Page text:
Accommodating and Communicating about Episodic Disabilities (ACED): A partnership to deliver workplace resources to sustain employment of people with chronic, episodic conditions
Reasons for the study
Episodic conditions, including arthritis, multiple sclerosis, Crohn's and colitis, depression and anxiety, are often unpredictable and invisible to others, with symptoms that fluctuate from one period in time to another. As such, they create unique challenges in managing workplace disabilities, particularly in implementing privacy and duty-to-accommodate policies. This study aims to enhance the work sustainability and support provided to Canadians with episodic mental and physical health conditions through the development of easily accessed, evidence-based tools, resources and training that protects privacy and facilitates communication and accommodation planning among workers, supervisors and other workplace parties.
Objectives of the study
- Consolidate and enhance existing evidence for toolkit development
- Develop new evidence-informed resources, including a communication decision-making tool; interactive job analysis and accommodation planning tool; and skills training workshops for supervisors and HR/disability managers
- Pilot test and evaluate the toolkit in diverse workplaces, including conducting cost analyses
- Expand the evidence base to include greater attention to sex/gender, age/life course, diverse employment contexts and episodic conditions
- Develop new researcher capacity in disability studies
- Build new workplace partners for testing and dissemination
This research is relevant to workers with chronic, episodic conditions, employers, human resources professionals, disability managers, occupational health professionals, insurers, government bodies, and community organizations focused on aging, employment, disability and/or caregiving. Its findings will be relevant to programs aimed at reducing at-work disability, improving work productivity and ensuring the employment sustainability of Canadian workers with episodic disabilities.
Related scientific publications
- Gignac MA, Jetha A, Martin Ginis KA, Ibrahim S. Does it matter what your reasons are when deciding to disclose (or not disclose) a disability at work? The association of workers' approach and avoidance goals with perceived positive and negative workplace outcomes. Journal of Occupational Rehabilitation. 2021 [epub ahead of print]. doi:10.1007/s10926-020-09956-1.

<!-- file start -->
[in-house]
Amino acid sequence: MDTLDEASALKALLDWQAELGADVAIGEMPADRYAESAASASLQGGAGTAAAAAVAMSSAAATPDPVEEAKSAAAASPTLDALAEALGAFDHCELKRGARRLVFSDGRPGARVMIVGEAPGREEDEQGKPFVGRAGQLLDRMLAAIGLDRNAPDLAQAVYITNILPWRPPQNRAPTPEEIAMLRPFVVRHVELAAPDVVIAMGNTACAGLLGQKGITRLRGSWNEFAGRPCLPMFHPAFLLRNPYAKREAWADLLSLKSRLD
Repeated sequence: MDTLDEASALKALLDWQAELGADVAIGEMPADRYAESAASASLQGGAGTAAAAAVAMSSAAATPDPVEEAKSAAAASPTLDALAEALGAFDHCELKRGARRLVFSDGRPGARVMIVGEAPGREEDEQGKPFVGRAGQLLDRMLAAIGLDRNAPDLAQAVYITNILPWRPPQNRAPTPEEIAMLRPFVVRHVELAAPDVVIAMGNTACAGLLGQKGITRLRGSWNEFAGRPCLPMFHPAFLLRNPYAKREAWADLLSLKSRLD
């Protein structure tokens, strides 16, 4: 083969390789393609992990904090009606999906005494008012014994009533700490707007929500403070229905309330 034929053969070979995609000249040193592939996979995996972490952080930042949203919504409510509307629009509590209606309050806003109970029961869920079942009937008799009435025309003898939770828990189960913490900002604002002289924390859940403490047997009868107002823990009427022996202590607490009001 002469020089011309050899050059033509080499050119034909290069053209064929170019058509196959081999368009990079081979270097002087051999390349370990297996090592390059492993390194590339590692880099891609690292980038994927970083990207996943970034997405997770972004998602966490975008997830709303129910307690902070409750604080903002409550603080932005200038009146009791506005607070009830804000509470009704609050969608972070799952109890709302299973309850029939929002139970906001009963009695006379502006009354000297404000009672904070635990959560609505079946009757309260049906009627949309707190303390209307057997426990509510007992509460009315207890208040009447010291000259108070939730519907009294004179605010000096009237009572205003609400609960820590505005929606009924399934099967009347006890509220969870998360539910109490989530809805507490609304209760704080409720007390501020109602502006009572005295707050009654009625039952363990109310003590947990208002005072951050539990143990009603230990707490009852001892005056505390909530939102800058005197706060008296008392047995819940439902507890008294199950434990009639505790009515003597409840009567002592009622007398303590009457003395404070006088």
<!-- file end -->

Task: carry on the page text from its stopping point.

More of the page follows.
- Van Eerd D, Bowring J, Jetha A, Breslin FC, Gignac MA. Online resources supporting workers with chronic episodic disabilities: an environmental scan. International Journal of Workplace Health Management. 2020 [epub ahead of print]. doi:10.1108/IJWHM-08-2020-0137.
Related interviews and articles
- People’s reasons for disclosing episodic disabilities linked to support they receive. At Work: Institute for Work & Health; No. 103, Winter 2021.
- Greater focus on episodic disabilities needed: Study. Canadian HR Reporter. August 25, 2020. Available from: https://www.hrreporter.com/focus-areas/compensation-and-benefits/greater-focus-on-episodic-disabilities-needed-study/332638
- Workplaces face many complex challenges when managing episodic disabilities: study. At Work: Institute for Work & Health; No. 101, Summer 2020.
Related research summaries
- Employer perspectives on communication challenges when supporting episodic disabilities. Research Highlights: Institute for Work & Health, September 2020.
IWH Speaker Series presentations
- Does it matter what workers’ reasons are for disclosing or not disclosing a disability at work? Why and how?. IWH Speaker Series. November 24, 2020.
- Lancaster House audio conference: Accommodating episodic disabilities—the latest law and research. Other events. May 14, 2020.
- Challenges in accommodating mental and physical health conditions: What workplace parties are saying. IWH Speaker Series. June 12, 2018.
- Canadian Mental Health Association
- Crohn's & Colitis Canada
- Great-West Life Centre for Mental Health in the Workplace
- Mindful Employer Canada
- Multiple Sclerosis Society of Canada
- Ontario Ministry of Labour, Training and Skills Development
- Realize Canada
- The Arthritis Society
- University of Toronto
Canadian Institutes of Health Research and Social Sciences & Humanities Research Council of Canada Signature Initiative